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Atsede T. Hailemariam and Brigitte Kroon

Atsede T. Hailemariam and Brigitte Kroon explore the meaning of success for female Ethiopian entrepreneurs. Taking a contextually embedded approach using qualitative data and considering structural, familial and cultural constraints, the authors challenge the notion of the underperformance of women entrepreneurs by highlighting how various female entrepreneurs define success. They explain that women entrepreneurs evaluate success in business both in financial and non-financial terms. While some women entrepreneurs define success as achieving self-fulfilment and in terms of their contribution to society and family, others emphasize communal and religious values in their definition of success. It tends to be the young, educated females and those who have experience and operate more than one business or engage in male-dominated sectors who define their success in terms of profit and growth. The implication for policy-makers relates to the need to pay more attention to the heterogeneity of women entrepreneurs and to non-financial measures of performance as they design policy and support programs to create an entrepreneurial ecosystem that is conducive to entrepreneurship.

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Preface

Frontiers in European Entrepreneurship Research

Edited by Ulla Hytti, Robert Blackburn and Silke Tegtmeier

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Carrie Pitzulo

In postwar America, sexual rebellion, change, and progress are associated with the late 1960s and the 1970s. But as this chapter demonstrates, the seeds of change were planted in the unlikeliest of places, amid the conservative 1950s. With his wildly popular Playboy magazine, Hugh Hefner claimed a position of leadership in the nation’s changing sexual culture. Advocating sympathy and tolerance for homosexuality, as well as women’s reproductive freedom, Hefner used his men’s magazine to advance a more equitable society.

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James K. Beggan and Scott T. Allison

As an area of study, the intersection between leadership and sexuality has not been adequately addressed, despite the importance of sexual issues influencing leadership processes. To address this limitation, this chapter introduces three distinct ways in which to understand sexuality and leadership. One way is in terms of sexual leaders, i.e., individuals or organizations that put forward new ideas about how people should embrace their sexuality. The second way relates to how leaders, regardless of the industry or environment in which they lead, must think about the way that sexuality influences how they should govern. The third area, the sexuality of leaders, focuses on how the sexual desires that people have or the decisions they make may be influenced by their role as leaders.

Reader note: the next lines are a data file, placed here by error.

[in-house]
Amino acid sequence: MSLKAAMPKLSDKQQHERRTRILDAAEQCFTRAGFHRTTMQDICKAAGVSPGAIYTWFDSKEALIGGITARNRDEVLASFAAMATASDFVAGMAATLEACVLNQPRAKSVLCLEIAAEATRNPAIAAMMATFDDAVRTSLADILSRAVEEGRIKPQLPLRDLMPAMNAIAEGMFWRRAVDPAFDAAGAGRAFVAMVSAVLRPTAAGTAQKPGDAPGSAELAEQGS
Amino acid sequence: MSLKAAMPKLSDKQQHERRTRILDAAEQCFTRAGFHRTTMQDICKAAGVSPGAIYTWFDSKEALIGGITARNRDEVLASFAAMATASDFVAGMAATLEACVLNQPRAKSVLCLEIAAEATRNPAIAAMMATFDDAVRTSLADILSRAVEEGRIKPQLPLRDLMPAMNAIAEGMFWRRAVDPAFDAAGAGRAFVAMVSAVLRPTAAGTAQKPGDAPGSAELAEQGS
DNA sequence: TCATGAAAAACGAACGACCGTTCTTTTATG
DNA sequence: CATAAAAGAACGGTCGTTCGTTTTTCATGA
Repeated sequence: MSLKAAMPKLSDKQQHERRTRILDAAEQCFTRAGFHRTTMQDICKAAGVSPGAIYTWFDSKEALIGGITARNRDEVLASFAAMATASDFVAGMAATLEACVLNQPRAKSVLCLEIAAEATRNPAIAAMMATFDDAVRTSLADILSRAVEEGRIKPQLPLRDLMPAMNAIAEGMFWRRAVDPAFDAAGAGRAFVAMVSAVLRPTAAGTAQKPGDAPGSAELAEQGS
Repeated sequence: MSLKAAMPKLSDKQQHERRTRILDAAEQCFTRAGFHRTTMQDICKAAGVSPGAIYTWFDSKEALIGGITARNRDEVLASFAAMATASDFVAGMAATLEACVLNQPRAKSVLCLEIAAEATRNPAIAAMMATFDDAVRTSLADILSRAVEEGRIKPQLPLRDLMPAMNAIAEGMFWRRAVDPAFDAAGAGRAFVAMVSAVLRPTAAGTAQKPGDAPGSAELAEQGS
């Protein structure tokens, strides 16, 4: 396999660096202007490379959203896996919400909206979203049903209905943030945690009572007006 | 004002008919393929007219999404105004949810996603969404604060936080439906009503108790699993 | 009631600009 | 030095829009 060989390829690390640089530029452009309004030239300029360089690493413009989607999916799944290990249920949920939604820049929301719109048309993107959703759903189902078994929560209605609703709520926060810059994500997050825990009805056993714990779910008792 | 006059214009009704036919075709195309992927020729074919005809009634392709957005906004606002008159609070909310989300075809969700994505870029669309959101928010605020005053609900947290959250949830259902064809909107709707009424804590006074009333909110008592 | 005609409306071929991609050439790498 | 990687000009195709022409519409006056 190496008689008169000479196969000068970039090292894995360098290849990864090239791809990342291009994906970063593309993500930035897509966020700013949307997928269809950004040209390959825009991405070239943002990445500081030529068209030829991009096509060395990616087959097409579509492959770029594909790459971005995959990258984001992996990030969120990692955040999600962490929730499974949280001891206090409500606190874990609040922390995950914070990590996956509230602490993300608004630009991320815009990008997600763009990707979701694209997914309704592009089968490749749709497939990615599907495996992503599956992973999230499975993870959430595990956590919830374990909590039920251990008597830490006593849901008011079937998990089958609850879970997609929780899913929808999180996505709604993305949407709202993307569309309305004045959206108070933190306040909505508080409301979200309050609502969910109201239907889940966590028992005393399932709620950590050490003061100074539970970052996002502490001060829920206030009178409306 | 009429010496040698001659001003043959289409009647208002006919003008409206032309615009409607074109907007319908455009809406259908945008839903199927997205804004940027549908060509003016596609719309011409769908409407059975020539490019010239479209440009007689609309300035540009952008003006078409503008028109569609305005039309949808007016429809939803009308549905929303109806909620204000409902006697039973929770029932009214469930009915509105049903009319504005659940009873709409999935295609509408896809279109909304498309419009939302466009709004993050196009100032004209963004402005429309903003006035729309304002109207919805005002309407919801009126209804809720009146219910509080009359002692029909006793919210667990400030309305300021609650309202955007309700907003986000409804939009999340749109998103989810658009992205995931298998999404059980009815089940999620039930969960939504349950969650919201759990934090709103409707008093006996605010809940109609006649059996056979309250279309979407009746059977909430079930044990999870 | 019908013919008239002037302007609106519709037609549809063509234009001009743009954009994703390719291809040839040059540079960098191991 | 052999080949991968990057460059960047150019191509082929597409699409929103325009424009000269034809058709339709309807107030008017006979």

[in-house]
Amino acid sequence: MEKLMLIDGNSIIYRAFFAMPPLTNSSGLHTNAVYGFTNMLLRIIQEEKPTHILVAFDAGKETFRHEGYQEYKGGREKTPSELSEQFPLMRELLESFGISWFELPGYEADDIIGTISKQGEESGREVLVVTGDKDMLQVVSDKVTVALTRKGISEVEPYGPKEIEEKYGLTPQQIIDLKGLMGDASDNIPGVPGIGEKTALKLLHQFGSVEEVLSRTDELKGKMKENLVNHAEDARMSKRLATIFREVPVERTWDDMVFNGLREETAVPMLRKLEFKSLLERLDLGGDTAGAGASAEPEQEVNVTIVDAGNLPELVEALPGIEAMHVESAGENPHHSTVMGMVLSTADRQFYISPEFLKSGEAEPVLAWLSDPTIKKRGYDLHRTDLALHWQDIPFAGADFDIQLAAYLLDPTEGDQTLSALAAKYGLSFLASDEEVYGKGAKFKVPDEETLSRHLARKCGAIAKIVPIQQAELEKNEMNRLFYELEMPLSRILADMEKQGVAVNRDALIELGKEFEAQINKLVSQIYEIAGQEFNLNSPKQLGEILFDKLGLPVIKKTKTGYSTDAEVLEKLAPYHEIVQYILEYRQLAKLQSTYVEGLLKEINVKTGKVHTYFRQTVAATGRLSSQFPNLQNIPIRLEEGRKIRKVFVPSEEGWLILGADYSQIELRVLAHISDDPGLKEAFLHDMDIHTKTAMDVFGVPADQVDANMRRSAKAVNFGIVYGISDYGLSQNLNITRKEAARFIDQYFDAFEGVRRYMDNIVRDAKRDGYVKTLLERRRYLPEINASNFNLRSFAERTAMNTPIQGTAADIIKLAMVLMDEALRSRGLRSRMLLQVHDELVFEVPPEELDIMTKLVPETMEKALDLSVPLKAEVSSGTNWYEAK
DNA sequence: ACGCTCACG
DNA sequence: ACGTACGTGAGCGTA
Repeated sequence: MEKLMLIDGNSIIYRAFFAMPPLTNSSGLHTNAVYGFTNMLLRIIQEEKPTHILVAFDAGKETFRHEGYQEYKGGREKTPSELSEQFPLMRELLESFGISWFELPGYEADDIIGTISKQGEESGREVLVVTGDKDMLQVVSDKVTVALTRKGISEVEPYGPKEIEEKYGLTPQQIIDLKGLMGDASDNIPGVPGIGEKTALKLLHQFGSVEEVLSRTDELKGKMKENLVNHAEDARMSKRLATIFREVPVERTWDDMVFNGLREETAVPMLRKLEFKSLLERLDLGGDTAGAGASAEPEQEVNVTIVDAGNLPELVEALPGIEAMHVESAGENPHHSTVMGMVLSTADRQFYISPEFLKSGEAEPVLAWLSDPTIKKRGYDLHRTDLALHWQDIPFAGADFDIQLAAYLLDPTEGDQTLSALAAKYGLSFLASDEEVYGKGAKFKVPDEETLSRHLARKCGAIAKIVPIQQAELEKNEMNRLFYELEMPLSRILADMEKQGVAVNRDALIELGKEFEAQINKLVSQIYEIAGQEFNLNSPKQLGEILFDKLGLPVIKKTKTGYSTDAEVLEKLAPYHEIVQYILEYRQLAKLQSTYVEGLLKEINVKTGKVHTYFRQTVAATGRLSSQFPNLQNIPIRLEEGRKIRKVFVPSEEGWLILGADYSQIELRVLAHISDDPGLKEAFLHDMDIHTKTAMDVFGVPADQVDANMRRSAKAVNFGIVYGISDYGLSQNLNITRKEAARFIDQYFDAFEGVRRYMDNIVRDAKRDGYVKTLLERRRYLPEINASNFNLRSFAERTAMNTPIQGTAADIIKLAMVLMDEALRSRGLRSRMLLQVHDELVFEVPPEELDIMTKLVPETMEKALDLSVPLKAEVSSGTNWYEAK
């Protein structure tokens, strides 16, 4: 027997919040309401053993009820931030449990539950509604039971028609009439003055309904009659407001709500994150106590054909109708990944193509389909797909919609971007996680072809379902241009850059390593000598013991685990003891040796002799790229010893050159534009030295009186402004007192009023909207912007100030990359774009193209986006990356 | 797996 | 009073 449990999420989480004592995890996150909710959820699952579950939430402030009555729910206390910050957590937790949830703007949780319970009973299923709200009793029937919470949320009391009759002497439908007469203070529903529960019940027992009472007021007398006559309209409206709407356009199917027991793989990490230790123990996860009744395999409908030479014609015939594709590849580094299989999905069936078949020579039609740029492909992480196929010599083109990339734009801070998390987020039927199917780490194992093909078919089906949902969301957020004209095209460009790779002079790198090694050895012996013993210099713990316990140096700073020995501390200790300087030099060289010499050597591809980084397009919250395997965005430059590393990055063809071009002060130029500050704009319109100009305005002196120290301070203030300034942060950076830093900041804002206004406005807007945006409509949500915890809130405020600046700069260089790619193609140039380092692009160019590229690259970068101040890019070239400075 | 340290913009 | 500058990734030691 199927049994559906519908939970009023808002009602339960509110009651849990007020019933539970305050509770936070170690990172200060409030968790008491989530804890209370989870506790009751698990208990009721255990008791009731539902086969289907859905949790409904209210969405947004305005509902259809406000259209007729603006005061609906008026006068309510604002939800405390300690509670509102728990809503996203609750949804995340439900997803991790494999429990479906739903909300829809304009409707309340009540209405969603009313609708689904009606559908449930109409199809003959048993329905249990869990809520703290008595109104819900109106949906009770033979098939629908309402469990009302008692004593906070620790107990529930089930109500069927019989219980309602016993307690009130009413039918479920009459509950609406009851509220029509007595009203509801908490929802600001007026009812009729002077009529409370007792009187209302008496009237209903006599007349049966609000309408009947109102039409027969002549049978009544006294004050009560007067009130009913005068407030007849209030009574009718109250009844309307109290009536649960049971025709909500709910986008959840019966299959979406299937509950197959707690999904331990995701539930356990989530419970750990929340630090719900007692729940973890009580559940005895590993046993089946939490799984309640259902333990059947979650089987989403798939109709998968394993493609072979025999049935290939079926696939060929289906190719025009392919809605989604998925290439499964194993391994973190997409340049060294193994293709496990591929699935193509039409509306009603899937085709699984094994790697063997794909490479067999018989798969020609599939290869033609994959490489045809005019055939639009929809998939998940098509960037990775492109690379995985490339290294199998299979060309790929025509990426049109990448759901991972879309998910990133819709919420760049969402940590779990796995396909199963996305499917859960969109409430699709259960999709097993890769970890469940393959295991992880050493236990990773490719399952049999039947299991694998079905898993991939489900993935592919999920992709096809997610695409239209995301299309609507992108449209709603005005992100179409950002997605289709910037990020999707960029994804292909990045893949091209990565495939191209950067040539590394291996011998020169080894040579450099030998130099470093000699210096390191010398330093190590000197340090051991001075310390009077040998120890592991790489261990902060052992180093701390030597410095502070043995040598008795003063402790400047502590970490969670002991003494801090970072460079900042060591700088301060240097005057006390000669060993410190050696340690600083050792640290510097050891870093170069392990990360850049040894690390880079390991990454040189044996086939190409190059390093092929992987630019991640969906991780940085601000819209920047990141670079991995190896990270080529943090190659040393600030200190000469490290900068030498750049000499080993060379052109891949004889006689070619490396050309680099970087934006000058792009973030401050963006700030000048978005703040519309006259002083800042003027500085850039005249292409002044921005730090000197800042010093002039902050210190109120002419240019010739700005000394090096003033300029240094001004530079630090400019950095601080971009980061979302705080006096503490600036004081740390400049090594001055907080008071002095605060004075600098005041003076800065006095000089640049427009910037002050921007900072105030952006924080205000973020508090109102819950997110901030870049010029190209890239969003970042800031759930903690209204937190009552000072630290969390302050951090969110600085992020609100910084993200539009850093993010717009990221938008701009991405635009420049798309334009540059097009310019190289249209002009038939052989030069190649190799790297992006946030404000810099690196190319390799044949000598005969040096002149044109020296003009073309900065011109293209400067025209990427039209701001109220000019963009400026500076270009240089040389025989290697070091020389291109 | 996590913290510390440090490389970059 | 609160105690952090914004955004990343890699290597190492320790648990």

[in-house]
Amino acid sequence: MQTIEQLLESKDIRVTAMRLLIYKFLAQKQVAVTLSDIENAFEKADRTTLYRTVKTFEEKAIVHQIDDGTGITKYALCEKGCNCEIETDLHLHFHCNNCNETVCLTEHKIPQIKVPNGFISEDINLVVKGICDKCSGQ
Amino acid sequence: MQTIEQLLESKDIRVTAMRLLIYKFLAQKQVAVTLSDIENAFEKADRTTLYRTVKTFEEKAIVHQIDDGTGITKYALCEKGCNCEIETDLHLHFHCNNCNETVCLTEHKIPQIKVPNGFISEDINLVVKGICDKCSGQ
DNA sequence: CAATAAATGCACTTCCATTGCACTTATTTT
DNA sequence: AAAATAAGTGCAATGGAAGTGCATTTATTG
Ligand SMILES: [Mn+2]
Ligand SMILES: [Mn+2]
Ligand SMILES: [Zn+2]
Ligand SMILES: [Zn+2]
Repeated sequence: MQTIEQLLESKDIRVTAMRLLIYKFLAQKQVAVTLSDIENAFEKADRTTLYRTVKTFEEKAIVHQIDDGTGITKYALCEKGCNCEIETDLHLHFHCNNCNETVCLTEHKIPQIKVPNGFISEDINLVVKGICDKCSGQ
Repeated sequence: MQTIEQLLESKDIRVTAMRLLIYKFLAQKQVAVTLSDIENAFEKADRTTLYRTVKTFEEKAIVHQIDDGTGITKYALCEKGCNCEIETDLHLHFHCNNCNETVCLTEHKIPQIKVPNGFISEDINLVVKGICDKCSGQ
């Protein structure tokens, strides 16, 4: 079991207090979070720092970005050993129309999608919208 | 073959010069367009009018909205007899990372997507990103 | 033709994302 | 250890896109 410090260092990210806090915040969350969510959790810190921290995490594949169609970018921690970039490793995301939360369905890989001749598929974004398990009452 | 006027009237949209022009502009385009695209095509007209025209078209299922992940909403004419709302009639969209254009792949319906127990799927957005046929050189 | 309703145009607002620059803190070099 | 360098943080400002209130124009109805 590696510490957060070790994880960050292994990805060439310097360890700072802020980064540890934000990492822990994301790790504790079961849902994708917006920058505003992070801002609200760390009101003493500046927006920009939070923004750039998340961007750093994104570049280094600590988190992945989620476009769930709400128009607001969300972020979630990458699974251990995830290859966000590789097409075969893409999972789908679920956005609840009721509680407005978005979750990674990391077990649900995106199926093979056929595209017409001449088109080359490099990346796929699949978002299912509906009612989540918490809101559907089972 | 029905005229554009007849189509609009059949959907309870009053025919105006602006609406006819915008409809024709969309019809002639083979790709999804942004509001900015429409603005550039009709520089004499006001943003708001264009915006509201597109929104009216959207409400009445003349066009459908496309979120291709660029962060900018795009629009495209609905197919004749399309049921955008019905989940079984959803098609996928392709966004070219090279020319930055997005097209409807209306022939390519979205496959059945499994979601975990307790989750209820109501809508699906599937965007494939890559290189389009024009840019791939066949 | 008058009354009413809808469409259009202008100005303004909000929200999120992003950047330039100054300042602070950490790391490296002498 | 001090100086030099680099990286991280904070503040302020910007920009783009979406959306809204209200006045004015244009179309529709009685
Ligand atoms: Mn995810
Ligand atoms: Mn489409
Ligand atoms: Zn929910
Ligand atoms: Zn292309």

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Ulla Hytti, Robert Blackburn and Silke Tegtmeier

This chapter aims – both through the chapters included in this volume and by revisiting some of the earlier volumes – to take stock and elaborate on the possible future directions for European entrepreneurship research. The chapter suggests the features of European entrepreneurship research contextual embeddedness, methodological diversity and distinctive clusters that, in combination, have resulted in versatile contributions that characterize the European entrepreneurship research field.

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Introduction

Networked Multinational Enterprises in the Modern Global Economy

Peter J. Buckley

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Introduction

A New Look at Women’s Entrepreneurship Research

Shumaila Yousafzai, Alain Fayolle, Adam Lindgreen, Colette Henry, Saadat Saeed and Shandana Sheikh

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Mark Casson

This chapter is based on an unpublished paper presented at a plenary session on 40 years of internalization theory at a conference in Vienna  in December 2016. It examines the evolution of the internalization theory of the multinational enterprise over the past 40 years and, in the light of this, considers its potential for further development. The existing theory represents a synthesis of different strands of research, underpinned by a common set of economic principles. Its focus is on the global economy, and a representative global industry, rather than just the individual firm. The chapter shows how the existing theory can be extended to fulfil the ultimate ambition of early theorists, which was to analyse the boundaries of firms in an oligopolistic global industry.

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Foreword

Networked Multinational Enterprises in the Modern Global Economy

Peter J. Buckley